|Socioeconomic Inequalities Persist Despite Declining Stunting Prevalence in Low- and Middle-Income Countries|
||da Silva ICM, França GV, Barros AJD, Amouzou A, Krasevec J, and Victora CG
||Journal of Nutrition, 148(2):254-258; DOI: 10.1093/jn/nxx050.
More than one region
Global stunting prevalence has been nearly halved between 1990 and 2016, but it remains unclear whether this decline has benefited poor and rural populations within low- and middle-income countries (LMICs).
We assessed time trends in stunting among children <5 y of age (under-5) according to household wealth and place of residence in 67 LMICs.
Stunting prevalence was analyzed in 217 nationally representative Demographic and Health Surveys and Multiple Indicator Cluster Surveys from 67 countries with =2 surveys between 1993 and 2014. National estimates were stratified by wealth and area of residence, comparing the poorest 40% with the wealthiest 60%, and those residing in urban and rural areas. Time trends were calculated for LMICs by using multilevel regression models weighted by under-5 population, with stratification by wealth and by residence. Trends in absolute (slope index of inequality; SII) and relative (concentration index; CIX) inequalities were calculated.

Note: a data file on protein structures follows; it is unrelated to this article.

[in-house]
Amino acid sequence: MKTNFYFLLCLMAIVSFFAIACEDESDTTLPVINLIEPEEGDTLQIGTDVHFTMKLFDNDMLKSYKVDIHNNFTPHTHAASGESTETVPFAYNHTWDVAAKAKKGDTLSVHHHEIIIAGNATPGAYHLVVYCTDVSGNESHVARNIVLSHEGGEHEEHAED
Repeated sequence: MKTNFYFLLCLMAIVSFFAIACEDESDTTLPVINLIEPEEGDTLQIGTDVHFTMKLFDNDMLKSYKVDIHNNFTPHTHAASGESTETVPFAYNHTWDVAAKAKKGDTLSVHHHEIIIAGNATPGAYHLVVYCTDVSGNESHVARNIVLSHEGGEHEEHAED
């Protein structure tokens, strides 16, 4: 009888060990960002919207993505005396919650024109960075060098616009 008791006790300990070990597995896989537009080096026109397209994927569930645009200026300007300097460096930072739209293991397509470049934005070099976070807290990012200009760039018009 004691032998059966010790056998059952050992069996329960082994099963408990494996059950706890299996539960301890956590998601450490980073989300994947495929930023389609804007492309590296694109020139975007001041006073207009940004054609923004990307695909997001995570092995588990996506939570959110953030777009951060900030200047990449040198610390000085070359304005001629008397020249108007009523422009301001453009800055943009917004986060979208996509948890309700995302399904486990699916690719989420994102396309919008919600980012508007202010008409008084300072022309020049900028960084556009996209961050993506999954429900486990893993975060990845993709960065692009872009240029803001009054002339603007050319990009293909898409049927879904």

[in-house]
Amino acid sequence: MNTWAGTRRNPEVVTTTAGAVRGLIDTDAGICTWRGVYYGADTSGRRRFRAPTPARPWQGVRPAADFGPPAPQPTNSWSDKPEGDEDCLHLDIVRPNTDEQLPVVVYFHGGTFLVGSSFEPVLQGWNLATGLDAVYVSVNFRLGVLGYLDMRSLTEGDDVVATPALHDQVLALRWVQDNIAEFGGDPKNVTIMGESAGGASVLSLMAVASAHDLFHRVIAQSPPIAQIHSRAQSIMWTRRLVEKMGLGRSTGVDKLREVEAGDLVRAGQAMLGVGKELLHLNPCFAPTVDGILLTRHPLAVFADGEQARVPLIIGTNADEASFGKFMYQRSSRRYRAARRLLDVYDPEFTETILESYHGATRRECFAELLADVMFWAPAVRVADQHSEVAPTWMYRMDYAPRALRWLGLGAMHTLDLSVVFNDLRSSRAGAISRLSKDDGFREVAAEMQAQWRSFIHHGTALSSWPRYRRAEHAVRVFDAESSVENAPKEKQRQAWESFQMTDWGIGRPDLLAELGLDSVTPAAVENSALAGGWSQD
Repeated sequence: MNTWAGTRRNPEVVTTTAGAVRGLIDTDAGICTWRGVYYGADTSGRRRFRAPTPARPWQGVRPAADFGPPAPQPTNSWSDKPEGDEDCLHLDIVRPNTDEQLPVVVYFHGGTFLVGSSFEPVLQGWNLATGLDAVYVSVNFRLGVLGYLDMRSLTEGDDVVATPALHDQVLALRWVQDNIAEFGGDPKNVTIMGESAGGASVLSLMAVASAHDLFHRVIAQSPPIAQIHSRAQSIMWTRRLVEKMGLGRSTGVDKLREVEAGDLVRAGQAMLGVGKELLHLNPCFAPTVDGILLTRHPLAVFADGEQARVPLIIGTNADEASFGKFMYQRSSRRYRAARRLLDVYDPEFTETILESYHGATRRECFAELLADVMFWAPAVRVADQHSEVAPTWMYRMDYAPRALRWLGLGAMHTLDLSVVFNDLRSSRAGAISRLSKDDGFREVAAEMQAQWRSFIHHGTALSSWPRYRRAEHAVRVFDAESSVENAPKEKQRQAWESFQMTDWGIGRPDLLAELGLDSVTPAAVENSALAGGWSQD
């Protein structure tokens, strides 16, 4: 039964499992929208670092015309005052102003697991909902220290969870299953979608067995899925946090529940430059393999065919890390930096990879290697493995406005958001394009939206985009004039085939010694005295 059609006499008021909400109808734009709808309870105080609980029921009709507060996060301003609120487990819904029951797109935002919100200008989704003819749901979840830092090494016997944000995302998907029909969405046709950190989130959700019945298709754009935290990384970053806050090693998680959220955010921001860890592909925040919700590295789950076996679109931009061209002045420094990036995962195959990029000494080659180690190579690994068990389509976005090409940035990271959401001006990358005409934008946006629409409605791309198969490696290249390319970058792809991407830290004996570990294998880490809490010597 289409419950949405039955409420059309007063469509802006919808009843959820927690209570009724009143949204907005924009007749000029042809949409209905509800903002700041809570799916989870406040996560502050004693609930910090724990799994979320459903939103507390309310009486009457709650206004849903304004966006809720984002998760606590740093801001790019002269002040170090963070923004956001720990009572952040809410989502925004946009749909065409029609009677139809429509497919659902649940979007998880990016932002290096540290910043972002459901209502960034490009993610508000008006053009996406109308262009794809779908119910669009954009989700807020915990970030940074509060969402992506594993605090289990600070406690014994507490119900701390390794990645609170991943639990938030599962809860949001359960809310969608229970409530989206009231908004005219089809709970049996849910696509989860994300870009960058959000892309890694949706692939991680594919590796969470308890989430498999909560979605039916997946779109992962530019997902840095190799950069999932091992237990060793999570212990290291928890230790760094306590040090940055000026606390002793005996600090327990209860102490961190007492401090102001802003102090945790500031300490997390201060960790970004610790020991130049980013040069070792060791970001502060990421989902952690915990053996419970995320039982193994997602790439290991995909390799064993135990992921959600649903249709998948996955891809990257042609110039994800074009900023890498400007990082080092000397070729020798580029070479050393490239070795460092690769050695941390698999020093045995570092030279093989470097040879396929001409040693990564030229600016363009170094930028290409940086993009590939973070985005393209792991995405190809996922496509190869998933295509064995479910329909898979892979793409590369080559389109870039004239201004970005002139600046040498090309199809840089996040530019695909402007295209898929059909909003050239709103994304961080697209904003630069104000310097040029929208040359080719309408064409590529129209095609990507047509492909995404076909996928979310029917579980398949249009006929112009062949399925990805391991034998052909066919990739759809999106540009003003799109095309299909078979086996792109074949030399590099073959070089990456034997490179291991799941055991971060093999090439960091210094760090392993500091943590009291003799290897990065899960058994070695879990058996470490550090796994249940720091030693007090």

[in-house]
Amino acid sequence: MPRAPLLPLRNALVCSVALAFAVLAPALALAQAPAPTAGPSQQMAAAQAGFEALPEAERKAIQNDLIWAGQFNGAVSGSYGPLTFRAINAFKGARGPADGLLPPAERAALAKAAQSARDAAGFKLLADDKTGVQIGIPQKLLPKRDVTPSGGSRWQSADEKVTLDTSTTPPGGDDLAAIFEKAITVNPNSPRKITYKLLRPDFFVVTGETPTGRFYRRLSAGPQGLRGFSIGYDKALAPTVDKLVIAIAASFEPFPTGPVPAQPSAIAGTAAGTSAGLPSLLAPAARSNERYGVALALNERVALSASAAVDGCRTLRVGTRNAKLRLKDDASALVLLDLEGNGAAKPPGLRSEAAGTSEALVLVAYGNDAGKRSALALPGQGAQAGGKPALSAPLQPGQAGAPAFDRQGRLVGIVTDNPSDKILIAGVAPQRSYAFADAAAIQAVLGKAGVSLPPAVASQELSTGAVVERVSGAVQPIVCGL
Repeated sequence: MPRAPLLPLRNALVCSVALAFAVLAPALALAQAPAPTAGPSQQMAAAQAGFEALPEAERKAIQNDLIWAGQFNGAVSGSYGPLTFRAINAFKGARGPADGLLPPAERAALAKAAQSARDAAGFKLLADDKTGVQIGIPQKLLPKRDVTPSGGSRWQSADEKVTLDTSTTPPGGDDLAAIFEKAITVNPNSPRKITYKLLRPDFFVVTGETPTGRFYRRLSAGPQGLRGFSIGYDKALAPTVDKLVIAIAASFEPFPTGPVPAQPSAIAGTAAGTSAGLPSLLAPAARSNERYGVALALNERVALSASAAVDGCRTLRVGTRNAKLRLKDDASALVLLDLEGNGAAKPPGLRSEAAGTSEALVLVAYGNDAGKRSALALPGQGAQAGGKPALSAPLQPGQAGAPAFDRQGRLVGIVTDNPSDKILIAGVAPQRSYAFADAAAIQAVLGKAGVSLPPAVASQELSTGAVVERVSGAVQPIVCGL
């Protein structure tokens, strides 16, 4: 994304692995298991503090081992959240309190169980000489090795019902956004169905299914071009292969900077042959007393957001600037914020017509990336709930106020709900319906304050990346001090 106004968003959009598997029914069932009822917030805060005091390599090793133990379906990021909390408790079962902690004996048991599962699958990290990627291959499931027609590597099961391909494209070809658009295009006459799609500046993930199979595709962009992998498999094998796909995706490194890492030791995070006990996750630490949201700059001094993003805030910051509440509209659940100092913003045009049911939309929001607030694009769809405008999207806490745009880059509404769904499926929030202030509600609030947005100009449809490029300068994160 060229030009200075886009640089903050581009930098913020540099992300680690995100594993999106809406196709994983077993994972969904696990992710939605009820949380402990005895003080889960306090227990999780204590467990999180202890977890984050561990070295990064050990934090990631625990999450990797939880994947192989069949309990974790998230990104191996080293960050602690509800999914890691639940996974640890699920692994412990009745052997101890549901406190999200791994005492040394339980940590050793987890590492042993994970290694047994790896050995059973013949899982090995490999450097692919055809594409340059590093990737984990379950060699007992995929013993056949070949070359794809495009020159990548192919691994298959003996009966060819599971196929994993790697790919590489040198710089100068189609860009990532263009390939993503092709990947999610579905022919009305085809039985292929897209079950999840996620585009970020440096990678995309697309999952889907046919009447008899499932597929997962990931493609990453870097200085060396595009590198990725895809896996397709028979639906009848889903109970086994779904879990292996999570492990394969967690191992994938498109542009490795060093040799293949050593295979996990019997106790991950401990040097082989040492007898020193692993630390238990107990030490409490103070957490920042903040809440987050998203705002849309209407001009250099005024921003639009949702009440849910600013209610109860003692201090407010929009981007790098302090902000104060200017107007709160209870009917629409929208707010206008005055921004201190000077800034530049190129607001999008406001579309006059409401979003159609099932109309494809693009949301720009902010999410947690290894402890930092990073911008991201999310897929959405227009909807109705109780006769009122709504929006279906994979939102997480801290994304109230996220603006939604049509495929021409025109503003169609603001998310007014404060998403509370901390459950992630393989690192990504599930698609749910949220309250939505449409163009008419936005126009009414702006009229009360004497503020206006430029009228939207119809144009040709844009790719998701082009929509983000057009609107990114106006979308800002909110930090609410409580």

Mean prevalences in 1993 were 53.7% in low-income and 48.2% in middle-income countries, with annual average linear declines of 0.76 and 0.72 percentage points (pp), respectively. Although similar slopes of declines were observed for the poorest 40% and wealthiest 60% groups in all countries (0.78 and 0.74 pp, respectively), absolute and relative inequalities increased over time in low-income countries (SII increased from -19.3% in 1993 to -23.7% in 2014 and CIX increased from -6.2% to -10.8% in the same period). In middle-income countries, socioeconomic inequalities remained stable. Overall, stunting prevalence decreased more rapidly among rural than for urban children (0.78 and 0.55 pp, respectively).
The prevalence of stunting is decreasing. Poor-rich gaps are stable in middle-income countries and slightly increasing in low-income countries. Rural-urban inequalities are decreasing over time.